Gambling is the wagering of money or something of value (referred to as "the stakes") on an event with an uncertain outcome with the primary intent of winning additional money and/or material goods. Gambling thus requires three elements be present: consideration, chance and prize.[1] The outcome of the wager is often immediate, such as a single roll of dice or a spin of a roulette wheel, but longer time frames are also common, allowing wagers on the outcome of a future sports contest or even an entire sports season.

The term gaming[2] in this context typically refers to instances in which the activity has been specifically permitted by law.


So, you are saying Paigowdan that you disagree with the what most of the rest of the world considers gambling?


No. I agree that the Wiki entry describes gambling, and as a basic definition of gambling.
But what the Wiki definition of gambling above doesn't address (and certainly doesn't endorse) is any prior knowledge on, or influence on, the results.

In fact, it says "an uncertain outcome." Now, using AP type of maneuvers - such as card counting and hole carding - strive to make the upcoming hand or round known, or at least mathematically more known and less uncertain, and for advantage, - which is not gambling by this definition of uncertain. You know high cards are coming before the hand is played, and you act on it, and this is not uncertain.



Now you are really stretching it. Foreknowledge of things to come without knowing the final outcome is still gambling. Even if its known high cards are coming, those could easily go to the dealer as any card counter will attest to. They are therefore gambling on an unknown outcome even if they have some extra knowledge of the deck.

By your definition, roulette is not gambling because I know for a fact there will be three possible outcomes (red, green or black). Just like I don't know where the ball will land, the card counter does not know who will get the good cards.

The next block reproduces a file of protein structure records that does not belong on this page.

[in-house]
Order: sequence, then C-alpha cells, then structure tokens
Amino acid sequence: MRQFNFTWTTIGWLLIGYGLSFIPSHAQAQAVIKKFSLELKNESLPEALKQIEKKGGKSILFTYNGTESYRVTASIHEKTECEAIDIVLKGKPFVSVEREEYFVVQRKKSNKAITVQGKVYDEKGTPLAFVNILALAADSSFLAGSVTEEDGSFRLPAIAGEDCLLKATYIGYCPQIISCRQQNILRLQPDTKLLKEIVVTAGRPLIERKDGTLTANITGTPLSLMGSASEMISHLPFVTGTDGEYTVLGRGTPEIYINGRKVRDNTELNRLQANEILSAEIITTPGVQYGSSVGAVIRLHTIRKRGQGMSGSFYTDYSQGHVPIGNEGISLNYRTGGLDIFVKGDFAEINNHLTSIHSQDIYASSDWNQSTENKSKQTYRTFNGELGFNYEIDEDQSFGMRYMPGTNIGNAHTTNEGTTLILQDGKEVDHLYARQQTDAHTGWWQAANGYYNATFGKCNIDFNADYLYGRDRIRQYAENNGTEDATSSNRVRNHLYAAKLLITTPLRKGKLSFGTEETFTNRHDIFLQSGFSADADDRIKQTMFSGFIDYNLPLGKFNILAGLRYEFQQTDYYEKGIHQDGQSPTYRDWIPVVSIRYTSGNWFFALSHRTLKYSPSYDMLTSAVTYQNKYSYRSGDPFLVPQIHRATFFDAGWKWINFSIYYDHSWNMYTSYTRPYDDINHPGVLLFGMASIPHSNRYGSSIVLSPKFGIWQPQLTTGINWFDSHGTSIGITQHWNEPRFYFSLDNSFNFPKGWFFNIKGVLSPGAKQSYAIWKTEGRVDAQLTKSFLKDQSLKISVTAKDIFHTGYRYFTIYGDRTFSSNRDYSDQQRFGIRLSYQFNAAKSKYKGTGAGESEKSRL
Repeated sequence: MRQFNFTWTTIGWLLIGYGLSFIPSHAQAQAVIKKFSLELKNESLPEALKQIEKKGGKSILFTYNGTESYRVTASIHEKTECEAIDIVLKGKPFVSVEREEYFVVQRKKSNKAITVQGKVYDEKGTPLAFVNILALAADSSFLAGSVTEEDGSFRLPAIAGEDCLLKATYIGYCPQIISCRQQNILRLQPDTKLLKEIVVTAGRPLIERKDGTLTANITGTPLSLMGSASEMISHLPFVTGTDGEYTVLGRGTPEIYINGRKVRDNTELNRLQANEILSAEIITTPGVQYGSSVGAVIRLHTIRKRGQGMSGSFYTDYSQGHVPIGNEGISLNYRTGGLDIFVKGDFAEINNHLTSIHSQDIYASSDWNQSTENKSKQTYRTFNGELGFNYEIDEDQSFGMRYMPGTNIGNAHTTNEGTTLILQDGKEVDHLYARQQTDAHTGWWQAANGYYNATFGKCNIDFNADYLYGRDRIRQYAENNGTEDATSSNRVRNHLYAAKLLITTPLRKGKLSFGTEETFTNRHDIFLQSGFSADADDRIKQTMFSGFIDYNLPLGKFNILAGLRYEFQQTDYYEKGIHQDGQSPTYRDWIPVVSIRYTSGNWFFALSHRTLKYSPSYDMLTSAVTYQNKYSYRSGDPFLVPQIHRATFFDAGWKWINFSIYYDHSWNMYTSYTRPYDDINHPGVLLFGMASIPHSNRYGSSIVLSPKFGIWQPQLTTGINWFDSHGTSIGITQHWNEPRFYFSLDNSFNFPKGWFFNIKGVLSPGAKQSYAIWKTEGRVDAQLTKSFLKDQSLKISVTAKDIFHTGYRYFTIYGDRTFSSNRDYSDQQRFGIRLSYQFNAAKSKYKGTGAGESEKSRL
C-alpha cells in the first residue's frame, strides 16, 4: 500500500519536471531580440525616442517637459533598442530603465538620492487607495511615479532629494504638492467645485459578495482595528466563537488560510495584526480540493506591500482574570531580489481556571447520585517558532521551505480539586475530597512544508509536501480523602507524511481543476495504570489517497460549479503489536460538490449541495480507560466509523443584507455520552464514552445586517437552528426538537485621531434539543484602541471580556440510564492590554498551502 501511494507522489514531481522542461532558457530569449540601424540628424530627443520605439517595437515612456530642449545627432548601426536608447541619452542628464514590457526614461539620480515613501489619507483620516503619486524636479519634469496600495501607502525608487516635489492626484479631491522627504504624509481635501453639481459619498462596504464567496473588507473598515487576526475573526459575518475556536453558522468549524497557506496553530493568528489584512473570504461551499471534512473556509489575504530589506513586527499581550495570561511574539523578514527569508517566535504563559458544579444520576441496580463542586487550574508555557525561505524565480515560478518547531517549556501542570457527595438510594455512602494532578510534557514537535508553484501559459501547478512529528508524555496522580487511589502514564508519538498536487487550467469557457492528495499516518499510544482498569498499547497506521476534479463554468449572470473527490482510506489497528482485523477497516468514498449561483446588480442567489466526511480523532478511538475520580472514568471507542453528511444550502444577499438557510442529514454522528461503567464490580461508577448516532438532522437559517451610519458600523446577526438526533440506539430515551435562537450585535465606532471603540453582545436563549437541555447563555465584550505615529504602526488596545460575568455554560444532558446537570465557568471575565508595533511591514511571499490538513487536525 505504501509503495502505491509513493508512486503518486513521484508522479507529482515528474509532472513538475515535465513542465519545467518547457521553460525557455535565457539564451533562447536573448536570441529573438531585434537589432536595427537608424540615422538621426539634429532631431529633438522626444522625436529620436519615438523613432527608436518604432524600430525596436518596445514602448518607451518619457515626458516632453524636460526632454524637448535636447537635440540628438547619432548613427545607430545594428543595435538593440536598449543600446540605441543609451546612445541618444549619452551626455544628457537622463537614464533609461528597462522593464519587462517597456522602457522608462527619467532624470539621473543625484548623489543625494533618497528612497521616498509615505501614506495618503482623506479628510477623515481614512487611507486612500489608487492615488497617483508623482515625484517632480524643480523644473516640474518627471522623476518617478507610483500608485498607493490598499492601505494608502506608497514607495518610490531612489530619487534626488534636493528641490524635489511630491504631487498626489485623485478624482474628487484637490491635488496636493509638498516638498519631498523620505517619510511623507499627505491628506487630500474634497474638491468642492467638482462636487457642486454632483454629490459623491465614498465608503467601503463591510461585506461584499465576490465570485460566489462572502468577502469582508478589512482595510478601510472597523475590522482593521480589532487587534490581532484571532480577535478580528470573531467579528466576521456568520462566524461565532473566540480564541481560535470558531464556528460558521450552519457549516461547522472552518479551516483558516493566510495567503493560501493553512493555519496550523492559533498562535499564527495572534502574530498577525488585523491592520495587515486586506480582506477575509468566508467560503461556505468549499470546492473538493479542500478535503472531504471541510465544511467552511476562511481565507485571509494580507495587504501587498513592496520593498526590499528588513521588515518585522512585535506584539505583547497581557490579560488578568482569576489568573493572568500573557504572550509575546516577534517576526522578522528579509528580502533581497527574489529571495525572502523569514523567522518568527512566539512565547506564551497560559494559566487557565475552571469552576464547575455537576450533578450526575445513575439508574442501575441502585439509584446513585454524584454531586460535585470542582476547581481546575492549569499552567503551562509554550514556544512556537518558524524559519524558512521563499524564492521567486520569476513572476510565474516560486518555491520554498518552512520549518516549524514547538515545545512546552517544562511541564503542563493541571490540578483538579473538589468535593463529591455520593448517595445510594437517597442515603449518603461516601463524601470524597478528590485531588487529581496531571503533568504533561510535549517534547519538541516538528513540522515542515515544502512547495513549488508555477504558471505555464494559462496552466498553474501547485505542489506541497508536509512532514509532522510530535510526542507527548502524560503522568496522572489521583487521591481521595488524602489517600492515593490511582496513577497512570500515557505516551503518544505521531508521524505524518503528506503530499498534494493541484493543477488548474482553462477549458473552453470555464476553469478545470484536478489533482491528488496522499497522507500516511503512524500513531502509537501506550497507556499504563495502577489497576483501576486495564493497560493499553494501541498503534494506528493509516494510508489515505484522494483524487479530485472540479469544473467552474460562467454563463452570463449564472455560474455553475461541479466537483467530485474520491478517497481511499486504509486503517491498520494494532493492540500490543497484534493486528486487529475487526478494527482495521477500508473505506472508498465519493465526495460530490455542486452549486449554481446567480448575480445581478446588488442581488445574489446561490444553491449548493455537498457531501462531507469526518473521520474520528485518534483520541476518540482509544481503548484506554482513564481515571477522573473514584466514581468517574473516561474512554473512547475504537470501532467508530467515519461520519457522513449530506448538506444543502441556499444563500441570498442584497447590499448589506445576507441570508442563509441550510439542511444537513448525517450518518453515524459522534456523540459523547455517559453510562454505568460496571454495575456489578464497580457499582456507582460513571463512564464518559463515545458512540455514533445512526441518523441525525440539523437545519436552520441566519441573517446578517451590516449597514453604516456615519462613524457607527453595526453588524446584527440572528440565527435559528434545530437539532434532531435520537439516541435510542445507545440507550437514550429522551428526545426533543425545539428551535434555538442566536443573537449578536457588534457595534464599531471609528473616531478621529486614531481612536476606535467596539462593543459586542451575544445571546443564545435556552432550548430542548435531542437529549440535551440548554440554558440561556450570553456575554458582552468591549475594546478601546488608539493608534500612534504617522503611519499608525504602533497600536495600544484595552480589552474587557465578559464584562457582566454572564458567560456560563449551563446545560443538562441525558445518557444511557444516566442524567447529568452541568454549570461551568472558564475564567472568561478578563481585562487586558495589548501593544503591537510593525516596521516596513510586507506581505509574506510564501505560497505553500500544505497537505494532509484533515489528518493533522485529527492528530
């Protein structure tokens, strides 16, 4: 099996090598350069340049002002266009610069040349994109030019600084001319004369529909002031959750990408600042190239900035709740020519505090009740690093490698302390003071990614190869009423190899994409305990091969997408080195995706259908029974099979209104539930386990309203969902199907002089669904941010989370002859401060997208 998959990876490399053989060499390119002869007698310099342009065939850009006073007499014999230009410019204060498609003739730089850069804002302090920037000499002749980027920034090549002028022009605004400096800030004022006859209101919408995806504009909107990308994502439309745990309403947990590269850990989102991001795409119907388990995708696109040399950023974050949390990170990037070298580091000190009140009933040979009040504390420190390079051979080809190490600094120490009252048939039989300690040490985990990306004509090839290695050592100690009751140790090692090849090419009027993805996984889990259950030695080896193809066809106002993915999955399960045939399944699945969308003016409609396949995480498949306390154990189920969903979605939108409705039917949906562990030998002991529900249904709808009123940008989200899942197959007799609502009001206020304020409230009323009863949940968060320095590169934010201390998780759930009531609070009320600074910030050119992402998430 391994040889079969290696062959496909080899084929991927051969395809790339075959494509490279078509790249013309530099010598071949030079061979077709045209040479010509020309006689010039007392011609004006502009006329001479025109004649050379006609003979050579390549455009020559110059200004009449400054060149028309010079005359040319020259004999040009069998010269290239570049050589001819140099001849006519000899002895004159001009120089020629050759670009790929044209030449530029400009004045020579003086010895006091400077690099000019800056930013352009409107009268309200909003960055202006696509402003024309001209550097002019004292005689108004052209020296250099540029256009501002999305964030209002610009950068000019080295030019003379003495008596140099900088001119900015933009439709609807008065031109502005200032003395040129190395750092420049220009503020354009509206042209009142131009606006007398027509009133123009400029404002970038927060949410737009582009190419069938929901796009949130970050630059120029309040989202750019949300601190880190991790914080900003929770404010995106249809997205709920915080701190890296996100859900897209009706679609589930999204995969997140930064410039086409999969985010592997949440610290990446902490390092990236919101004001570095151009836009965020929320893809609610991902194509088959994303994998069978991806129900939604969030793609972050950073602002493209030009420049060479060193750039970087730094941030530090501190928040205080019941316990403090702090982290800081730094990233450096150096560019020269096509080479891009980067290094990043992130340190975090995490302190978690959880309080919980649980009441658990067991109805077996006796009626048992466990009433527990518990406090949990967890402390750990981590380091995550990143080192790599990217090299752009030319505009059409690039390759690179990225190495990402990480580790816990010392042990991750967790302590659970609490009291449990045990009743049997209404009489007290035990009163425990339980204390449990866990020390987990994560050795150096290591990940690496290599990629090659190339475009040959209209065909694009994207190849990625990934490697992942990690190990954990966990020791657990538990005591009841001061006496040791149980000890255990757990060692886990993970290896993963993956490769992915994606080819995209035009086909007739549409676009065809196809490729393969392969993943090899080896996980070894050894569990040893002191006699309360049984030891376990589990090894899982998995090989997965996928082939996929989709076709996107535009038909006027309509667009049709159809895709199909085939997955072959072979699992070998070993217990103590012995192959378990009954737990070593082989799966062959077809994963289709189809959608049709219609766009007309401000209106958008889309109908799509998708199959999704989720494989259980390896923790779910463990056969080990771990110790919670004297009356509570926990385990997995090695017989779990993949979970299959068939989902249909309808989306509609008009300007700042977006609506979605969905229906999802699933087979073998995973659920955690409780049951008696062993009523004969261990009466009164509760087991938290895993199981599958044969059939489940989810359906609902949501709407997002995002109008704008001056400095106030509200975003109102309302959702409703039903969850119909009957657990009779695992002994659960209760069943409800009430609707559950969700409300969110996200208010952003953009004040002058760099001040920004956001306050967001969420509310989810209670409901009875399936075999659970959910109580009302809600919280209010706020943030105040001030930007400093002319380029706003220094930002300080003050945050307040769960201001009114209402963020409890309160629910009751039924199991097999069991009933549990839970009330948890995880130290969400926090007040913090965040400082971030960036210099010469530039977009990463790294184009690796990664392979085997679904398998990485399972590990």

For Whom the bus tolls; The bus tolls for thee
Paigowdan
Paigowdan
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July 14th, 2016 at 11:00:09 AM permalink
Quote: darkoz

Now you are really stretching it. Foreknowledge of things to come without knowing the final outcome is still gambling. Even if its known high cards are coming, those could easily go to the dealer as any card counter will attest to. They are therefore gambling on an unknown outcome even if they have some extra knowledge of the deck.

By your definition, roulette is not gambling because I know for a fact there will be three possible outcomes (red, green or black). Just like I don't know where the ball will land, the card counter does not know who will get the good cards.


No.
Knowing the range of possible outcomes (red, green, or black) is not the same as having forehand knowledge of the odds of these outcomes and adjusting your bets based on these altered odds. That's different.

And yes, the good hands may also "go to the dealer." But the dealer doesn't win 3:2 when he gets a blackjack, - only the player does. That's how you get forehand knowledge before the round of play: high cards/high count means that the player is more likely to win 3:2 when the dealer does not, and this occurs before the round of play, when you raise your bets.
Beware of all enterprises that require new clothes - Henry David Thoreau. Like Dealers' uniforms - Dan.
TomG
TomG
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July 14th, 2016 at 11:14:58 AM permalink
Quote: Paigowdan